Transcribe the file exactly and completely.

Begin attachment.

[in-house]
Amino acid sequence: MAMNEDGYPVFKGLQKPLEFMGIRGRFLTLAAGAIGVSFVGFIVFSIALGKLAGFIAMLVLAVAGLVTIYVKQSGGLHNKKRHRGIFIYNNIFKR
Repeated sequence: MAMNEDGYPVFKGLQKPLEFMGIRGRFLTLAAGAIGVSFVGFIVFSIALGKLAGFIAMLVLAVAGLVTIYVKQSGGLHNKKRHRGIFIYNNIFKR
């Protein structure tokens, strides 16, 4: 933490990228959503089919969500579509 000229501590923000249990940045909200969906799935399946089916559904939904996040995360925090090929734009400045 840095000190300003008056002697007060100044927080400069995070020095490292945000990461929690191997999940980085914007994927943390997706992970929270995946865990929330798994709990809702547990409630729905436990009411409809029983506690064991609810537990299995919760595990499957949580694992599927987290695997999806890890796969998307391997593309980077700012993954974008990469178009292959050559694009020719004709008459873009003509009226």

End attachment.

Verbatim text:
[in-house]
Amino acid sequence: MAMNEDGYPVFKGLQKPLEFMGIRGRFLTLAAGAIGVSFVGFIVFSIALGKLAGFIAMLVLAVAGLVTIYVKQSGGLHNKKRHRGIFIYNNIFKR
Repeated sequence: MAMNEDGYPVFKGLQKPLEFMGIRGRFLTLAAGAIGVSFVGFIVFSIALGKLAGFIAMLVLAVAGLVTIYVKQSGGLHNKKRHRGIFIYNNIFKR
């Protein structure tokens, strides 16, 4: 933490990228959503089919969500579509 000229501590923000249990940045909200969906799935399946089916559904939904996040995360925090090929734009400045 840095000190300003008056002697007060100044927080400069995070020095490292945000990461929690191997999940980085914007994927943390997706992970929270995946865990929330798994709990809702547990409630729905436990009411409809029983506690064991609810537990299995919760595990499957949580694992599927987290695997999806890890796969998307391997593309980077700012993954974008990469178009292959050559694009020719004709008459873009003509009226």